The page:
Yoga: Is it the new aerobics?

Back in the 1980s and early 90s, I regularly spent time exercising at my local fitness centre. At that time, aerobics classes were in full swing, a trend that had caught on like wildfire in a pop culture that was just beginning to develop its obsession with physical fitness.


Most every gym and health club had a large space where class after class of moms, working-class women, and the occasional guilted boyfriend, K-stepped and hop-turned away their piggly paunches; they felt the adrenalin serge of a brand new drug: exercise.

Those days may seem far off now, but the aerobics spaces haven’t completely disappeared; they’ve simply been converted — to yoga studios.  The Lego stacks of plastic aerobics steps at the back of the room have been replaced by rolled yoga mats, styrofoam blocks, blankets, and a few other yoga accessories.

The elevated stages have been removed, the bright coloured walls painted a more neutral, calming tone, and the florescent lights replaced with less obtrusive energy-saving halogens. The volumes on the mega-watt sound systems rarely get pushed passed level two now, and the once vibrant and energized spaces have been transformed into oases of peace and tranquility.
Your teacher is different now too. She no longer wears hot-pink tights, an Adidas headband, and comfy leg-warmers. She uses natural skincare products and her perfectly sculpted size six physique is adorned with the latest Lululemon yoga wear — an ensemble that inspires the most modest of yoga-wannabees to grab their credit-cards and make a B-line straight for the mall after class.

“She” is every bit as likely to be a “he” now too. While calling into question the masculinity of the rare male aerobics instructor almost seemed an obligation, today many men teach yoga too, and those who do are likely to turn the heads of women who might never have otherwise given them a second look on the bus. Sure, aerobics was trendy; but yoga is sexy.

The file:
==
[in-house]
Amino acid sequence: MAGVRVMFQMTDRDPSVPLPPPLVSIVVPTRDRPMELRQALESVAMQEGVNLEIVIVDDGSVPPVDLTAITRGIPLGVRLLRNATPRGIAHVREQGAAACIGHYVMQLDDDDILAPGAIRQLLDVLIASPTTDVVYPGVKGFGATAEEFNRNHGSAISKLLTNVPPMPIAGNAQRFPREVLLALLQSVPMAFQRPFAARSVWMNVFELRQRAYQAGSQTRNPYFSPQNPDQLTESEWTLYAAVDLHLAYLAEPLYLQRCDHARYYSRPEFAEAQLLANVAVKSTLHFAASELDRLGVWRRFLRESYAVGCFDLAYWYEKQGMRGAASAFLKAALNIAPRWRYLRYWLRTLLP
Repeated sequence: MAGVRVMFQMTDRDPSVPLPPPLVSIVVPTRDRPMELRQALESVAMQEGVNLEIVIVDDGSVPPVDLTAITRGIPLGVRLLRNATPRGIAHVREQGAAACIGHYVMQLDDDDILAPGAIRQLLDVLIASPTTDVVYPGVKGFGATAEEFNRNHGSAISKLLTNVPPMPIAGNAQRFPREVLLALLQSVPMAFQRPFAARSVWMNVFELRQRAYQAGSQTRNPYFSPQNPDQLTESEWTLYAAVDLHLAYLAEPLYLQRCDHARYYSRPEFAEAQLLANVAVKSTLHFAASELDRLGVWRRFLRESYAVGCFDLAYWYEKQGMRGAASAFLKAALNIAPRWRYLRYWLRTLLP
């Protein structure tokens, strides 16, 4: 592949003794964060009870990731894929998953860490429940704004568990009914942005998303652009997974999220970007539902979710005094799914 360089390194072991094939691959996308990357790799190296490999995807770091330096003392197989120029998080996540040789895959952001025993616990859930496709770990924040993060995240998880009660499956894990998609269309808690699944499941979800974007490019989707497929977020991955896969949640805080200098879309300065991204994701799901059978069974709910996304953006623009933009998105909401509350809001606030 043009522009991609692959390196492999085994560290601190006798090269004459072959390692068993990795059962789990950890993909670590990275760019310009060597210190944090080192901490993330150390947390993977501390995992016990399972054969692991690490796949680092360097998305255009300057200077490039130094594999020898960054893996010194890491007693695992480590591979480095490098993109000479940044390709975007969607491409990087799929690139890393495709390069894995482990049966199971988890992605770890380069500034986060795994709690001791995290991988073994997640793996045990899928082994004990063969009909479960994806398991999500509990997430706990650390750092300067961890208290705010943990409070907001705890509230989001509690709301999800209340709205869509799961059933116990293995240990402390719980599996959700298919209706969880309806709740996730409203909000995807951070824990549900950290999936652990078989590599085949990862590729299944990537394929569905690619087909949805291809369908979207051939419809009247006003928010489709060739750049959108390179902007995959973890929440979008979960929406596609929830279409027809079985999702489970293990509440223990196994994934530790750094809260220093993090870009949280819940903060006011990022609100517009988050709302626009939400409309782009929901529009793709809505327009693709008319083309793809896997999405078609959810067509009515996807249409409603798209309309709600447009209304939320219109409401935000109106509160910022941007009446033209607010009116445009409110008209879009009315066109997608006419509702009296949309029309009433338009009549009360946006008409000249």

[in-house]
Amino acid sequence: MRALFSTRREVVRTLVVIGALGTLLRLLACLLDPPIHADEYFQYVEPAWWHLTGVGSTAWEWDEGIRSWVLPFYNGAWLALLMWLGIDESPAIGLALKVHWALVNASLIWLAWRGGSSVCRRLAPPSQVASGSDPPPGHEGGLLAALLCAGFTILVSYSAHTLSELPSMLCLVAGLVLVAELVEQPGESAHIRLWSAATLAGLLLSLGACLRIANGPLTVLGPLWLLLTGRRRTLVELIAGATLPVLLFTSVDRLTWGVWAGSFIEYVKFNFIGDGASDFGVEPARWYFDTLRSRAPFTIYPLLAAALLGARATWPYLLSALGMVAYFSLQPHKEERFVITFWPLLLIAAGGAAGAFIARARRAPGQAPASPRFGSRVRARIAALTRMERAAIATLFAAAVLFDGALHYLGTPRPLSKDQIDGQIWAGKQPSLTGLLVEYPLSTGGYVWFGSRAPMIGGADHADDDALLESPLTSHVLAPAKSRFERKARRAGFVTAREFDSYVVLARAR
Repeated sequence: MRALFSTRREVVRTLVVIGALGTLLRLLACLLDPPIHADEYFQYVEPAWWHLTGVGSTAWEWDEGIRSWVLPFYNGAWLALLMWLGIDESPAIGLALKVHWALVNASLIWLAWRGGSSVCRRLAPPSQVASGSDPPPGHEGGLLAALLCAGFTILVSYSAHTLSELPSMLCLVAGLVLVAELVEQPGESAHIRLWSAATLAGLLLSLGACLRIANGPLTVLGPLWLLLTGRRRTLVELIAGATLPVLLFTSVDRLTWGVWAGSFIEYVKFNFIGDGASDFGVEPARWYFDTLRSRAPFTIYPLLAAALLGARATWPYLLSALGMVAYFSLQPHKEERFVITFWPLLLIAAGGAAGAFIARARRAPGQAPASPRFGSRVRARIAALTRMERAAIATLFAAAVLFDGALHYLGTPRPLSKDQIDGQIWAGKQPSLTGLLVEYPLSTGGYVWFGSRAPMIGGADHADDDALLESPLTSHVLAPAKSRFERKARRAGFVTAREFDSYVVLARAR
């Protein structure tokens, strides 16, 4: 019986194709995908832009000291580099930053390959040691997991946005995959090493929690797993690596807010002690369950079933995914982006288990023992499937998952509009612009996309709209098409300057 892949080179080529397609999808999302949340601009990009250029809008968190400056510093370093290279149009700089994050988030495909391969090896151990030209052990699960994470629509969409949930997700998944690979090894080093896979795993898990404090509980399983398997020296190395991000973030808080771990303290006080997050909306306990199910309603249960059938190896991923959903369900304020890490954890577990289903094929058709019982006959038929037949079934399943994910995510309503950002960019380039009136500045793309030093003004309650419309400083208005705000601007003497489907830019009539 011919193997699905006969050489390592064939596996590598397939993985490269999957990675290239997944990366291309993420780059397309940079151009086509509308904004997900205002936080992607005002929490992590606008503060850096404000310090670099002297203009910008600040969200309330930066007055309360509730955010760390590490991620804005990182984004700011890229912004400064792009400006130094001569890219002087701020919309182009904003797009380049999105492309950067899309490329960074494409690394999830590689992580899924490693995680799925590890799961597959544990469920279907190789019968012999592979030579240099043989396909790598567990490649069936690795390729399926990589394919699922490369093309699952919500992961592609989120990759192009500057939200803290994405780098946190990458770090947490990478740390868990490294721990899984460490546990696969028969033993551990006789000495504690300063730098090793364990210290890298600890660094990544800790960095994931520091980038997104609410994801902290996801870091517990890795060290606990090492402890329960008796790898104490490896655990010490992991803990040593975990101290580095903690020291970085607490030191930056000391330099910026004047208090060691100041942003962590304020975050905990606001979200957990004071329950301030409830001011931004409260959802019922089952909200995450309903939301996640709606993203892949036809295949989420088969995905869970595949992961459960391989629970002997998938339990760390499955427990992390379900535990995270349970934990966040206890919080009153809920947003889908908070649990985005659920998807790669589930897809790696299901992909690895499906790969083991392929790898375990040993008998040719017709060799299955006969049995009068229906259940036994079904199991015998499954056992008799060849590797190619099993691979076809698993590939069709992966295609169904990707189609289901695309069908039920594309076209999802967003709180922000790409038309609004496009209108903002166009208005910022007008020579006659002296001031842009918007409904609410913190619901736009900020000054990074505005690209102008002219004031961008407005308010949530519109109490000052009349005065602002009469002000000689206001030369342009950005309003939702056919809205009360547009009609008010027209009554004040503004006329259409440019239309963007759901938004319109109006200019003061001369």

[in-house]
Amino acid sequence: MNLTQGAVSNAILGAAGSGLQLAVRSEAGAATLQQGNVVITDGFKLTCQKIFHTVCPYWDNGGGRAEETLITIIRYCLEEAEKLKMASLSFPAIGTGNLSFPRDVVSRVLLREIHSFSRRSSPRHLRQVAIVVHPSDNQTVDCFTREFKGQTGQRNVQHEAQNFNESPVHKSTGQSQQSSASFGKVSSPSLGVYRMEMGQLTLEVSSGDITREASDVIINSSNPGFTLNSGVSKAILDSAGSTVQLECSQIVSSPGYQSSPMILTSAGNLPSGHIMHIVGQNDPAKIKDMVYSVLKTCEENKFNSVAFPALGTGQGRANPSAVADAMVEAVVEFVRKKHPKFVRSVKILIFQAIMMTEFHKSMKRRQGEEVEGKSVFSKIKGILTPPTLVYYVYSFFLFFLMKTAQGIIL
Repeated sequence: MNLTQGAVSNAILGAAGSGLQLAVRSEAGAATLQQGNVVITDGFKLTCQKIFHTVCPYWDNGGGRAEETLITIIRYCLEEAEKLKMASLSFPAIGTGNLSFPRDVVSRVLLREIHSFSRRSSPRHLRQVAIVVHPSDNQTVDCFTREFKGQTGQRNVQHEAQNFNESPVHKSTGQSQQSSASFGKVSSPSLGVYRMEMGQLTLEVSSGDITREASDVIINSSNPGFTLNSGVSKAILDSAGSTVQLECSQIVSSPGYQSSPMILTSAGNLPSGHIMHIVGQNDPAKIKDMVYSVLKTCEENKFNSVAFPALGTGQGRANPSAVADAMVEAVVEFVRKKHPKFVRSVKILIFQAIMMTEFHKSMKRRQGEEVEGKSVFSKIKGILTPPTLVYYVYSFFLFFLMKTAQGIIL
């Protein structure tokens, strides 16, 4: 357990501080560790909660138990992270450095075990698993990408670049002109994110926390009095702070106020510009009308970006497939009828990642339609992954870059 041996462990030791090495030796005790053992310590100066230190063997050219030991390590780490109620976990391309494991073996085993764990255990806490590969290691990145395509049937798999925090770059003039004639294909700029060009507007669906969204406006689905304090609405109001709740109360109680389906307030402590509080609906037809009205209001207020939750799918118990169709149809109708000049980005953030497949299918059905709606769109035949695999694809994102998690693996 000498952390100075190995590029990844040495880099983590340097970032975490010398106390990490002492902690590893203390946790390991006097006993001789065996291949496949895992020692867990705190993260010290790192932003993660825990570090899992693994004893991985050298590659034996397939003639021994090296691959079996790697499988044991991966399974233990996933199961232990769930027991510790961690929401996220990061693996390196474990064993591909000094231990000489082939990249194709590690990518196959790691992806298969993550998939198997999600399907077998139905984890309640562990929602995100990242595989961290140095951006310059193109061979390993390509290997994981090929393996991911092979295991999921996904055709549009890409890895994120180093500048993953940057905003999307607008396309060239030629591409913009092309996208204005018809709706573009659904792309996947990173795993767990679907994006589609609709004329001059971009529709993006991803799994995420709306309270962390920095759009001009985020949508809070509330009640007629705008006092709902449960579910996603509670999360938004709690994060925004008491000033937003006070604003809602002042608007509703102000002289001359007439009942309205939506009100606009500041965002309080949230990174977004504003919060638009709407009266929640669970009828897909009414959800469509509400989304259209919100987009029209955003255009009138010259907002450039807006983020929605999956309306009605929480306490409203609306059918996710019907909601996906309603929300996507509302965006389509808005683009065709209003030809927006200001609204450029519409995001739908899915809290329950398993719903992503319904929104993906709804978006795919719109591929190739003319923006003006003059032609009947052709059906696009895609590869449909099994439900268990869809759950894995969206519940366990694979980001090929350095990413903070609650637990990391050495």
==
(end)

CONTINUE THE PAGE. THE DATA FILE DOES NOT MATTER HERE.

Is Yoga Following in the Aerobics Footsteps?

Aerobics was a short-lived obsession. It came and went within scarcely the span of a decade. Yoga, on the other hand, seems to be in its heyday right now, riding a wave of popularity that has already greatly surpassed that of its fitness predecessor. In a recent survey in the Georgia Straight, a prominent Vancouver cultural news magazine, yoga topped the list as this year’s “hottest fitness trend.”

Yoga has certainly permeated into nearly every crevice of modern culture, from fashion to beauty products, from healthcare to spiritual transcendence, so much so that it’s hard to remember that this global phenomenon is barely a decade young too. Not yoga, of course, which is thousands of years old, but the modern “yoga class,” a relatively new innovation, which can now be found in almost every fitness centre and health club in town.

Does Yoga Have a Shelf-Life Too?

This explosion happened so fast that one can’t help but wonder, how did so many people suddenly ‘get into yoga?’ From obscurity to mania practically overnight, is something one might better associate with cabbage patch dolls, pet rocks, and bell-bottom jeans; thus begs the question, “Is yoga still growing strong, or are people starting to tire of it?”

If yoga continues to be put forth as just another exotic form of staying in shape, which sadly, is often the case today, people will no doubt begin to lose their enthusiasm for it and eventually crave something new. The big question is: do modern yoga teachers have the knowledge, skill, and wherewithal to keep interest in this ancient science alive, or is yoga fitness just another fashion trend, the “new aerobics”, destined for the same, unfortunate fate?

About the Author:

Yogacharya is the director of International Yogalayam,

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